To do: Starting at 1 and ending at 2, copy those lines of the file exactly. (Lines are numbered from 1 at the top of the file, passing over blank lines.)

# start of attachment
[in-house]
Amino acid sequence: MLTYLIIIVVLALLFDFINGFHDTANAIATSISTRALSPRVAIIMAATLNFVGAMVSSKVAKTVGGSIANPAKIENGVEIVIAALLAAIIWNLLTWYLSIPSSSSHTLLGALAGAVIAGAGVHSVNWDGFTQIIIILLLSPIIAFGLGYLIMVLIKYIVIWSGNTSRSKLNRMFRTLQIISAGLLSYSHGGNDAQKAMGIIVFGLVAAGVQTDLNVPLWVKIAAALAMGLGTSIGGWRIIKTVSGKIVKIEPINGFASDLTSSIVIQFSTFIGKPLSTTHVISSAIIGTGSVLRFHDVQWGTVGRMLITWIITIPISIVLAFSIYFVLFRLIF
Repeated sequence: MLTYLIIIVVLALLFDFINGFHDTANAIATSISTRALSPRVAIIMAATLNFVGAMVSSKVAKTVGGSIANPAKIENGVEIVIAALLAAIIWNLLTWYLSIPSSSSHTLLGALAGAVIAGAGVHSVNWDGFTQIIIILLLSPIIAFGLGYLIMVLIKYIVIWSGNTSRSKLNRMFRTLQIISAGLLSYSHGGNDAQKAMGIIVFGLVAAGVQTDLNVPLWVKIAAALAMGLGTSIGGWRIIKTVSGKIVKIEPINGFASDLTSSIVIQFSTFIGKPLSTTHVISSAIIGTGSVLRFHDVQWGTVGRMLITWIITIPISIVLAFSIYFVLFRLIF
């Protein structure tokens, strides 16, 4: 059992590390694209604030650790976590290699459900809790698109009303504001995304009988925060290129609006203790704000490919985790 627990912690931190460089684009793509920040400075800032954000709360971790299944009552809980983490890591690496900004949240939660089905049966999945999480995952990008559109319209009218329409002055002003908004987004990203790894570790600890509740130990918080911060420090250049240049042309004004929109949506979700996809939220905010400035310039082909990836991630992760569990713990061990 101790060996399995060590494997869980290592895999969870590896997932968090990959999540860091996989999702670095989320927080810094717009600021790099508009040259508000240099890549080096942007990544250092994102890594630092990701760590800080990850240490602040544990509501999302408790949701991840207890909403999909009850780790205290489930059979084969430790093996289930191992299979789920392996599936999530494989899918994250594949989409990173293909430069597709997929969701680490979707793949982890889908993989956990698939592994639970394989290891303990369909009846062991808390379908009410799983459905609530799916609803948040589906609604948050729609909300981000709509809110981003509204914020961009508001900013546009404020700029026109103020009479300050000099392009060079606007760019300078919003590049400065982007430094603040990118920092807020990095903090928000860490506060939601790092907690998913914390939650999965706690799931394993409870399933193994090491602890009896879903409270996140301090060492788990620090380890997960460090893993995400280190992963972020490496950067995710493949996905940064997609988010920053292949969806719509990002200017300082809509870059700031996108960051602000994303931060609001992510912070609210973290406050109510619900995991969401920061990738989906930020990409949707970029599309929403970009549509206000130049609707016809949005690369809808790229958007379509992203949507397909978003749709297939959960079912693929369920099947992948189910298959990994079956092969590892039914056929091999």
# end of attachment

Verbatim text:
[in-house]
Amino acid sequence: MLTYLIIIVVLALLFDFINGFHDTANAIATSISTRALSPRVAIIMAATLNFVGAMVSSKVAKTVGGSIANPAKIENGVEIVIAALLAAIIWNLLTWYLSIPSSSSHTLLGALAGAVIAGAGVHSVNWDGFTQIIIILLLSPIIAFGLGYLIMVLIKYIVIWSGNTSRSKLNRMFRTLQIISAGLLSYSHGGNDAQKAMGIIVFGLVAAGVQTDLNVPLWVKIAAALAMGLGTSIGGWRIIKTVSGKIVKIEPINGFASDLTSSIVIQFSTFIGKPLSTTHVISSAIIGTGSVLRFHDVQWGTVGRMLITWIITIPISIVLAFSIYFVLFRLIF